5. The Babysitter – This traditional horror comedy was one of the most superficially entertaining horror movies of the year, and sometimes that’s all you’re looking for. That isn’t to say it wasn’t a quality production. Everything was good-if-not-great from top to bottom, it just wasn’t designed to blow your mind or deliver something consequential. Still, it was one of the films I recommended more commonly to others.

4. Split – Despite its controversy of being offensive and insensitive to certain mental disorders (personally, I feel like the issues are exaggerated for a fictional piece), Split was a master class in psychological horror. Shayamalan found his storytelling groove again and McAvoy gave a career performance.

3. The Void – I have to give props to the film that delivered the best practical effects this side of IT on a budget that was a fraction of the size. This is what I was hoping Harbinger Down would be a couple of years back. The acting isn’t great as it works off a moderate script, but the story is decent and we get plenty of gruesome effects along the way. The Lovecraftian-esque tale does a pretty good job of delivering exactly what I expect from a style that is hard to translate to film.

2. Get Out – Easily the most praised horror film of the year, this film deserves the accolades it got, and probably more. Its commentary on our current social state as a country was effective, balanced with some unsettling scenes and quality comedy. The writing and acting carry this film, and it makes us very excited for what Jordan Peele has for us next.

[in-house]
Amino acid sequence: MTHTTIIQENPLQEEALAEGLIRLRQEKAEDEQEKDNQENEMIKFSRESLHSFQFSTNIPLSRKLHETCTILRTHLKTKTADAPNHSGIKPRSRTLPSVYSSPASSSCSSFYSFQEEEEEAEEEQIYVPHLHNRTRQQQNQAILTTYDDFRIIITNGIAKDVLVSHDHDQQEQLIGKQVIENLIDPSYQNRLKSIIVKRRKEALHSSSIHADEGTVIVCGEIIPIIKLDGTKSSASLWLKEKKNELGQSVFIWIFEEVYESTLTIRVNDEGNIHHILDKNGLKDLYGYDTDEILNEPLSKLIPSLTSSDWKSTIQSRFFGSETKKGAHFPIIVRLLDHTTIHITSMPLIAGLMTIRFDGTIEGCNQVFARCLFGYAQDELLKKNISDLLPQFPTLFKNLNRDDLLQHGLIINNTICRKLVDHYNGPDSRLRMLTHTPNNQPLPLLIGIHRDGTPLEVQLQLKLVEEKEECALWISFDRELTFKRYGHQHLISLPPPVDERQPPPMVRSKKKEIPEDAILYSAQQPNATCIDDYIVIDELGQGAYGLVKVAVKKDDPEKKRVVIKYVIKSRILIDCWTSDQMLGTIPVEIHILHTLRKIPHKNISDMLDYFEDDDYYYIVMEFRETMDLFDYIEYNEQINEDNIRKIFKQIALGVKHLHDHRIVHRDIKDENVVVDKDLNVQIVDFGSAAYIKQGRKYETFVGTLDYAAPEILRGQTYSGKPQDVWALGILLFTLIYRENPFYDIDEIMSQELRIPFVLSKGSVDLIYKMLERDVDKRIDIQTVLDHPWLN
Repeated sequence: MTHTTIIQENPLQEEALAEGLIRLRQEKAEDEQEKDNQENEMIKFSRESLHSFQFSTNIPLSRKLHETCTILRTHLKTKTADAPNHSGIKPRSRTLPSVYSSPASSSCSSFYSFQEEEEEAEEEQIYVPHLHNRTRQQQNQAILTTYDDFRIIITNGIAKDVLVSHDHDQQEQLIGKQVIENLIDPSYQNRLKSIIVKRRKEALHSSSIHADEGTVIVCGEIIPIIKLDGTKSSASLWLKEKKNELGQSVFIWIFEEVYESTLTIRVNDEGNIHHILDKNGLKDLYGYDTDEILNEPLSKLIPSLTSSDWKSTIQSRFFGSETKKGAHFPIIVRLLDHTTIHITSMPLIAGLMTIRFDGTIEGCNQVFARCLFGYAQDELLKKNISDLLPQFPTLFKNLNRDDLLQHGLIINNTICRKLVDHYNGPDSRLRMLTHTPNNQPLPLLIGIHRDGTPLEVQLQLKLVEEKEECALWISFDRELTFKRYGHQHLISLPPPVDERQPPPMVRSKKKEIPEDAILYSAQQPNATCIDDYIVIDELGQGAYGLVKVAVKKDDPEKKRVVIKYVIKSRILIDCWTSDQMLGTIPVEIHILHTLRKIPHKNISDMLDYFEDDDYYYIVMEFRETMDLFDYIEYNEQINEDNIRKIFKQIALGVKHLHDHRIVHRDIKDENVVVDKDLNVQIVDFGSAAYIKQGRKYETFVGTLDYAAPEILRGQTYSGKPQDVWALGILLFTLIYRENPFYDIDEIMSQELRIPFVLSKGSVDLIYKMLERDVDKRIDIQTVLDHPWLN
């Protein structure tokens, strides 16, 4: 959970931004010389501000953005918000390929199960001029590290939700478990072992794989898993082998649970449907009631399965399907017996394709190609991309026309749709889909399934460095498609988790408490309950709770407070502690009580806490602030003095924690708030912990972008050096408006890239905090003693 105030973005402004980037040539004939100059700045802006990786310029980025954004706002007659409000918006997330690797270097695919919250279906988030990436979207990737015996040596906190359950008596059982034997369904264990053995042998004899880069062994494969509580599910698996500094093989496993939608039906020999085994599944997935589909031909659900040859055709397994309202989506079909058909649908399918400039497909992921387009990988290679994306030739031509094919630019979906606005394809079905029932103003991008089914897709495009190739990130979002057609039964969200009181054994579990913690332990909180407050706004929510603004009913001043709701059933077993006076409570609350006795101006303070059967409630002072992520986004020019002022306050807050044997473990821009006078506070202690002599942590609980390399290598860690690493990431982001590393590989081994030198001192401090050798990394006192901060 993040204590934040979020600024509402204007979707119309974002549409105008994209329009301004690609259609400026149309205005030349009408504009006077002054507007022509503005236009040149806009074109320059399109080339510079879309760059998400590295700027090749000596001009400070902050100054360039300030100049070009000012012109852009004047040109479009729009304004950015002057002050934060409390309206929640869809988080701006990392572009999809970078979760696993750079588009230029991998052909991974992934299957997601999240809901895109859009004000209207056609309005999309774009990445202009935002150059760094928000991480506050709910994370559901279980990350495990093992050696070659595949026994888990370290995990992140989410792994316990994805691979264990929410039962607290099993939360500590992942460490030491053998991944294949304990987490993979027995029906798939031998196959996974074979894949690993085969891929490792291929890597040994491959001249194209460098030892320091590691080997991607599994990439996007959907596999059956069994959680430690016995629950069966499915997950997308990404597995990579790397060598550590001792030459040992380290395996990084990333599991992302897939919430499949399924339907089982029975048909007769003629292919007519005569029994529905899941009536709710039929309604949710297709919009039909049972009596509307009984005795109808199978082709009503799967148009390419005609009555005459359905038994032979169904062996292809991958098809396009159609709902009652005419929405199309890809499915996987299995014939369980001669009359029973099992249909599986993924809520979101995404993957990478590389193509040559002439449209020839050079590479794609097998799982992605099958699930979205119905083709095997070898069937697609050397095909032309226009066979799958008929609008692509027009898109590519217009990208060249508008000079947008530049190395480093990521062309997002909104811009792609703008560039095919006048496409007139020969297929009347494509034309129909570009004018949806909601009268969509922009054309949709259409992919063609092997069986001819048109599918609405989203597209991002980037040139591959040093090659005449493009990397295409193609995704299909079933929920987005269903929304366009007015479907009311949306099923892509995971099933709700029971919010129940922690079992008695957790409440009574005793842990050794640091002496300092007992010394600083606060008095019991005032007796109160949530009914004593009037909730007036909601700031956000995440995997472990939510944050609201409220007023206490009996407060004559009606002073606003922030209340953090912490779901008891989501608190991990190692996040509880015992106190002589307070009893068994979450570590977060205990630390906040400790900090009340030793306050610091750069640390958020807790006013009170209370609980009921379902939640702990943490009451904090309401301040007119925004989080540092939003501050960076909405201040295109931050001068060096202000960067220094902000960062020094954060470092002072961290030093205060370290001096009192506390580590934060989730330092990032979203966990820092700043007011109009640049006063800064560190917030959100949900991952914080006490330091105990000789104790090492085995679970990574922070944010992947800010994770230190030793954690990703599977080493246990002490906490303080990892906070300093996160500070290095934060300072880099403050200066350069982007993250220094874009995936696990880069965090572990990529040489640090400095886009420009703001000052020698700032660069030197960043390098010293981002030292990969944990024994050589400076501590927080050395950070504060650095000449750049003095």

1. IT – Sometimes remakes are cursed from the beginning because elements of the original set too high of a bar. That was the case with IT, in particular Tim Curry’s performance as Pennywise. And while I wouldn’t say Bill Skarsgard outperformed Curry, he did a good enough job that the film’s improvements in almost all other categories made it a remake that far out-did the original adaptation. Take the remake and adaptation variables out of the equation. This was the best horror movie of the year. It was frightening, it had charm, the effects were great, it had original elements while paying proper homage across the board. It was what a remake should be, but also what a Stephen King adaptation should be. There was a lot this film did to prove these concepts can be done right and excel.

Honorable Mentions: The Endless (This director duo is becoming famous for their effective minimalist horror, and this one was no different, but the traditional horror is definitely minimal), Alien: Covenant (It improved on Prometheus, but still lacked the magic of the original films), The Shape of Water (one of my favorite films of the year, but it doesn’t hold the necessary criteria to hit the pure horror mark).

This was an incredibly successful year in horror fiscally. That bodes well for the future of our genre. The generally low budgets of horror films encourage even the most penny-pinching of studios to give them a shot. Hopefully, this will bring about more original and high-quality films. Here’s to a great 2018!

© 2020 Sickle and Efrit | Dalton Vanhooser & Kyle Hagan